Vox reports on a Duke University study that found that the biggest threat to the lion population is “loss of habitat.” As populations grow, space for wildlife becomes scarce, and protecting these animals depends on how human populations handle this proximity to animal populations beyond lions. When it comes to responsibly managing the global environment, humans don’t exactly have the best track record.

It’s easy to write this off as a problem that only exists over there, but this decline is happening globally. In the past 40 years, the number of wild animals on Earth has decreased by half. A direct effect of human consumption, animals are vanishing as humans continue to “kill them for food in unsustainable numbers, while polluting or destroying their habitats,” according to a study conducted by the World Wildlife Fund and the Zoological Society of London.

When it comes to responsibly managing the global environment, humans don’t exactly have the best track record.

“If half the animals died in London zoo next week, it would be front page news,” ZSL’s director of science, Ken Norris, told the Guardian. “But that is happening in the great outdoors. This damage is not inevitable but a consequence of the way we choose to live.” WWF calls this revelation a “call to arms” for the efficient production of food and energy, as well as the need for protections from deforestation and development on the rest of the planet.

The study analyzed 10,000 different animal populations and 3,000 species, and the data was included in the Living Planet Report, which categorizes the causes of the decline of mammals, fish, and birds; exploitation and habitat degradation are the biggest culprits. “These [animals] are the living forms that constitute the fabric of the ecosystems which sustain life on Earth,” the report states. “We ignore their decline at our peril.” The findings of the 2014 report are dire, and we are all complicit.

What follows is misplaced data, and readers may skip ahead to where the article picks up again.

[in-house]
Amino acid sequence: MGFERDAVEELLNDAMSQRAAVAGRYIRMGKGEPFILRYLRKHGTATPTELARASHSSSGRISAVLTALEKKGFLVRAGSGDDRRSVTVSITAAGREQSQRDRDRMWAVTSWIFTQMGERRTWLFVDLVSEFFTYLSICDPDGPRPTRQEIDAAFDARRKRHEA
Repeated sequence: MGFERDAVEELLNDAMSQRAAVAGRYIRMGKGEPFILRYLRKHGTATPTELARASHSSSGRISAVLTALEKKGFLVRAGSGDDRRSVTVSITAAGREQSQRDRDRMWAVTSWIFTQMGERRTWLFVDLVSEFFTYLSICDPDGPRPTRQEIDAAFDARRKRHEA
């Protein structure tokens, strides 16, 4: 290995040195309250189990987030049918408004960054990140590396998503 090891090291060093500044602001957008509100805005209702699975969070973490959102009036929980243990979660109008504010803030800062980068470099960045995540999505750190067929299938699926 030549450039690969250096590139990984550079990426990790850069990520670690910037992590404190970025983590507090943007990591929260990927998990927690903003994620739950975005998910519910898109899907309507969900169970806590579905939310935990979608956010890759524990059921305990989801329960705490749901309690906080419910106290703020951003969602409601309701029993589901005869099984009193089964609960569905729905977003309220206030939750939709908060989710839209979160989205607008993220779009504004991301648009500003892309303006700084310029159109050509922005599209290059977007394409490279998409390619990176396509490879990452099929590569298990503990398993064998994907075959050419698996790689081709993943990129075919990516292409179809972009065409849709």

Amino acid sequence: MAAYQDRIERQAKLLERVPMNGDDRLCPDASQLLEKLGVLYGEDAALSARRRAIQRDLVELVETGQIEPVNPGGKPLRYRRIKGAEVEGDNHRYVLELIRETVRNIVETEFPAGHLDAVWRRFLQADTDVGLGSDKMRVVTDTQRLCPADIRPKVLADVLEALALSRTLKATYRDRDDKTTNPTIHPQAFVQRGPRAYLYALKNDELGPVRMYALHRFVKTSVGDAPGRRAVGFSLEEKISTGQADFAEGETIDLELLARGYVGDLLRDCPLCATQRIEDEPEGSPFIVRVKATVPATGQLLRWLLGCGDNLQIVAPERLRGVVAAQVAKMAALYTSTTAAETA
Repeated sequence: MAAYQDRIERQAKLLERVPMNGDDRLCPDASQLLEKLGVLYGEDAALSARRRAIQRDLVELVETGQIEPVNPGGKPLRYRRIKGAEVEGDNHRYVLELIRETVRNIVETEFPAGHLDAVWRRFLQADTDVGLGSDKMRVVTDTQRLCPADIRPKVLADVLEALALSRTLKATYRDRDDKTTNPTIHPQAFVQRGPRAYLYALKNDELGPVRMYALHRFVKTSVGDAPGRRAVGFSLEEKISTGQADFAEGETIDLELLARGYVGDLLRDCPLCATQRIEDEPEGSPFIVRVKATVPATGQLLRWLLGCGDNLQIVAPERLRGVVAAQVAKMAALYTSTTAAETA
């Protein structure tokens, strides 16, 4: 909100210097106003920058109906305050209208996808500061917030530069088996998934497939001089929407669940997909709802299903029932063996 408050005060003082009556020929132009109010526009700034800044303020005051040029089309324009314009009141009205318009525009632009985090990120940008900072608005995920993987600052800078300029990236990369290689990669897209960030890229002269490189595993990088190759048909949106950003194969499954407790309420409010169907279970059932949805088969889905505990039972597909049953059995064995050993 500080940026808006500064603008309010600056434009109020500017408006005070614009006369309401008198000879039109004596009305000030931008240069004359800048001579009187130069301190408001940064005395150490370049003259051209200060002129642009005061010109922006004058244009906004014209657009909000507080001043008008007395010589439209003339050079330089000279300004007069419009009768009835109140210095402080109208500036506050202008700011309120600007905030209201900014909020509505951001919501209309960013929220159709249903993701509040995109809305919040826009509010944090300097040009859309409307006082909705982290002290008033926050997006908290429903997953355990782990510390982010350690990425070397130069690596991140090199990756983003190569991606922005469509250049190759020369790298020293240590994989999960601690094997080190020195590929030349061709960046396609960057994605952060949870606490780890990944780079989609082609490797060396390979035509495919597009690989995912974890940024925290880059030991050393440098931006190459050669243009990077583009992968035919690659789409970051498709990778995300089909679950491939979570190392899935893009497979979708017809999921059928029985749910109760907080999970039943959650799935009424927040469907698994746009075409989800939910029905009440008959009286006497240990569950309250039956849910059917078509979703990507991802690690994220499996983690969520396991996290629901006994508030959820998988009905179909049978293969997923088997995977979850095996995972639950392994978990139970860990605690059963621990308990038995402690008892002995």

And yet, this exponential decline of animal populations—which has a huge effect on global ecosystems and our lives—fails to make headlines in the same way Cecil the Lion’s death did, reinforcing Norris’ point. This is despite the fact that, according to estimates, 150 billion animals are killed by humans each year.

Justice for Cecil certainly begins with his killer being held liable, but in order to truly exact justice, we all need to hold ourselves accountable for the animals that die at exponential levels each day. It’s time to make the necessary changes to reverse the trend: Support climate change candidates in upcoming elections, campaign for legislation to regulate emissions and corporate pollution, help clean up a river, and do anything you can to make an impact.

Without significant changes in the next 50 years, there may not be another Cecil the Lion to hashtag.

Feliks Garcia is a writer in Brooklyn. He holds an MA in Media Studies from the University of Texas at Austin, is Offsite Editor for The Offing, and previously edited CAP Magazine.

Screengrab via The National/YouTube

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*First Published: Jul 30, 2015, 4:46 pm CDT